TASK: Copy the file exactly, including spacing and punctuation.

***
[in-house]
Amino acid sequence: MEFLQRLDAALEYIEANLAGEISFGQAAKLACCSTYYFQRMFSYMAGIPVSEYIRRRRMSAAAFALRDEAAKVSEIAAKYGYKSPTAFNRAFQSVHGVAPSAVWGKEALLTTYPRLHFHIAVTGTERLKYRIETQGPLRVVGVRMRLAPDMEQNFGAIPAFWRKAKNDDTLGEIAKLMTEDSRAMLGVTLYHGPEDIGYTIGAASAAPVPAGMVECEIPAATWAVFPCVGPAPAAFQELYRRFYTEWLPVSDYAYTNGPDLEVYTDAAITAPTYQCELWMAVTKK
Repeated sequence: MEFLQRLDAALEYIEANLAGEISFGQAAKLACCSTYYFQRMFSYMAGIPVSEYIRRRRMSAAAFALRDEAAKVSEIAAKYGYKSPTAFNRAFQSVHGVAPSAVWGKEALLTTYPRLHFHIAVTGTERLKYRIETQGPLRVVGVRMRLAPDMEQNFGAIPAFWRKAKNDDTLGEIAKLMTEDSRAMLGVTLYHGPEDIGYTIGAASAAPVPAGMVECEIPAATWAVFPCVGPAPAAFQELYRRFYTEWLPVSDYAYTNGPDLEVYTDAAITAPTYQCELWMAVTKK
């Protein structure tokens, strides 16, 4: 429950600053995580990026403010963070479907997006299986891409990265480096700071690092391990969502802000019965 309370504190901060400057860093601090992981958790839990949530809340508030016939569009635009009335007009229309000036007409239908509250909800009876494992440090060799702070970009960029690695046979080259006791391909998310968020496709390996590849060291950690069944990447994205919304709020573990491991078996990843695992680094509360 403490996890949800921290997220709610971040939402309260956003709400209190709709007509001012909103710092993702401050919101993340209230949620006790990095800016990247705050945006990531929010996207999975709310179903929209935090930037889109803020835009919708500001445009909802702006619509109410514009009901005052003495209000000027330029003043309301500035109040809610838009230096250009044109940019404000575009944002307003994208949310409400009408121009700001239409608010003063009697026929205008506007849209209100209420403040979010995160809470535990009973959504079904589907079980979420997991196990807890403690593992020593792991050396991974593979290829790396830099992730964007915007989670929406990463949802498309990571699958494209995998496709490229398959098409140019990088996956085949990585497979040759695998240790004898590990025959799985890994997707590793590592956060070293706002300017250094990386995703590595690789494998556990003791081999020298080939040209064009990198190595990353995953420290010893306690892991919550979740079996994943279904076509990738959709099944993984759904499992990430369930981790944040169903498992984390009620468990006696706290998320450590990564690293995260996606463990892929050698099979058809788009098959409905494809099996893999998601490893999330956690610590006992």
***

[in-house]
Amino acid sequence: MEFLQRLDAALEYIEANLAGEISFGQAAKLACCSTYYFQRMFSYMAGIPVSEYIRRRRMSAAAFALRDEAAKVSEIAAKYGYKSPTAFNRAFQSVHGVAPSAVWGKEALLTTYPRLHFHIAVTGTERLKYRIETQGPLRVVGVRMRLAPDMEQNFGAIPAFWRKAKNDDTLGEIAKLMTEDSRAMLGVTLYHGPEDIGYTIGAASAAPVPAGMVECEIPAATWAVFPCVGPAPAAFQELYRRFYTEWLPVSDYAYTNGPDLEVYTDAAITAPTYQCELWMAVTKK
Repeated sequence: MEFLQRLDAALEYIEANLAGEISFGQAAKLACCSTYYFQRMFSYMAGIPVSEYIRRRRMSAAAFALRDEAAKVSEIAAKYGYKSPTAFNRAFQSVHGVAPSAVWGKEALLTTYPRLHFHIAVTGTERLKYRIETQGPLRVVGVRMRLAPDMEQNFGAIPAFWRKAKNDDTLGEIAKLMTEDSRAMLGVTLYHGPEDIGYTIGAASAAPVPAGMVECEIPAATWAVFPCVGPAPAAFQELYRRFYTEWLPVSDYAYTNGPDLEVYTDAAITAPTYQCELWMAVTKK
């Protein structure tokens, strides 16, 4: 429950600053995580990026403010963070479907997006299986891409990265480096700071690092391990969502802000019965 309370504190901060400057860093601090992981958790839990949530809340508030016939569009635009009335007009229309000036007409239908509250909800009876494992440090060799702070970009960029690695046979080259006791391909998310968020496709390996590849060291950690069944990447994205919304709020573990491991078996990843695992680094509360 403490996890949800921290997220709610971040939402309260956003709400209190709709007509001012909103710092993702401050919101993340209230949620006790990095800016990247705050945006990531929010996207999975709310179903929209935090930037889109803020835009919708500001445009909802702006619509109410514009009901005052003495209000000027330029003043309301500035109040809610838009230096250009044109940019404000575009944002307003994208949310409400009408121009700001239409608010003063009697026929205008506007849209209100209420403040979010995160809470535990009973959504079904589907079980979420997991196990807890403690593992020593792991050396991974593979290829790396830099992730964007915007989670929406990463949802498309990571699958494209995998496709490229398959098409140019990088996956085949990585497979040759695998240790004898590990025959799985890994997707590793590592956060070293706002300017250094990386995703590595690789494998556990003791081999020298080939040209064009990198190595990353995953420290010893306690892991919550979740079996994943279904076509990738959709099944993984759904499992990430369930981790944040169903498992984390009620468990006696706290998320450590990564690293995260996606463990892929050698099979058809788009098959409905494809099996893999998601490893999330956690610590006992």